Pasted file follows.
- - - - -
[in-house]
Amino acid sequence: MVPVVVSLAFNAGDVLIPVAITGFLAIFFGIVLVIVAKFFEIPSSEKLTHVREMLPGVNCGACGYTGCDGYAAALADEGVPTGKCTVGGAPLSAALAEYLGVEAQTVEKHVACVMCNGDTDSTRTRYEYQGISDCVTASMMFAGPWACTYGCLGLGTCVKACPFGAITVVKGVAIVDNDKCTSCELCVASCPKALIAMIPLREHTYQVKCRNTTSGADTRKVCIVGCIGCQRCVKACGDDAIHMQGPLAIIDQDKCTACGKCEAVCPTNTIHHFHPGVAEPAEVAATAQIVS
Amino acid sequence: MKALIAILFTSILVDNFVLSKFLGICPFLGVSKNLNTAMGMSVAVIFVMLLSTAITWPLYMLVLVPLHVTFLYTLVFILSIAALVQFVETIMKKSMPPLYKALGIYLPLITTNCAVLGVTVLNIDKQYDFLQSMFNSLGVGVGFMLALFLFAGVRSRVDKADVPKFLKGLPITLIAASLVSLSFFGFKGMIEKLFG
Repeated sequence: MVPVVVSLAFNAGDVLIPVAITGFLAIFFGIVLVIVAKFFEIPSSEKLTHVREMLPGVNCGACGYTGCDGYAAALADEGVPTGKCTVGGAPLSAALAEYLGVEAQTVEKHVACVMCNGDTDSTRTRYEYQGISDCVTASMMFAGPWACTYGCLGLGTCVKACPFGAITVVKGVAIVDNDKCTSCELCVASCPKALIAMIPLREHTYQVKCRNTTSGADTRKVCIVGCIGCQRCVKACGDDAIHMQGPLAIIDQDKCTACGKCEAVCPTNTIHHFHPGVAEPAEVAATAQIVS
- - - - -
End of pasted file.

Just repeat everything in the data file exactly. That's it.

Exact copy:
[in-house]
Amino acid sequence: MVPVVVSLAFNAGDVLIPVAITGFLAIFFGIVLVIVAKFFEIPSSEKLTHVREMLPGVNCGACGYTGCDGYAAALADEGVPTGKCTVGGAPLSAALAEYLGVEAQTVEKHVACVMCNGDTDSTRTRYEYQGISDCVTASMMFAGPWACTYGCLGLGTCVKACPFGAITVVKGVAIVDNDKCTSCELCVASCPKALIAMIPLREHTYQVKCRNTTSGADTRKVCIVGCIGCQRCVKACGDDAIHMQGPLAIIDQDKCTACGKCEAVCPTNTIHHFHPGVAEPAEVAATAQIVS
Amino acid sequence: MKALIAILFTSILVDNFVLSKFLGICPFLGVSKNLNTAMGMSVAVIFVMLLSTAITWPLYMLVLVPLHVTFLYTLVFILSIAALVQFVETIMKKSMPPLYKALGIYLPLITTNCAVLGVTVLNIDKQYDFLQSMFNSLGVGVGFMLALFLFAGVRSRVDKADVPKFLKGLPITLIAASLVSLSFFGFKGMIEKLFG
Repeated sequence: MVPVVVSLAFNAGDVLIPVAITGFLAIFFGIVLVIVAKFFEIPSSEKLTHVREMLPGVNCGACGYTGCDGYAAALADEGVPTGKCTVGGAPLSAALAEYLGVEAQTVEKHVACVMCNGDTDSTRTRYEYQGISDCVTASMMFAGPWACTYGCLGLGTCVKACPFGAITVVKGVAIVDNDKCTSCELCVASCPKALIAMIPLREHTYQVKCRNTTSGADTRKVCIVGCIGCQRCVKACGDDAIHMQGPLAIIDQDKCTACGKCEAVCPTNTIHHFHPGVAEPAEVAATAQIVS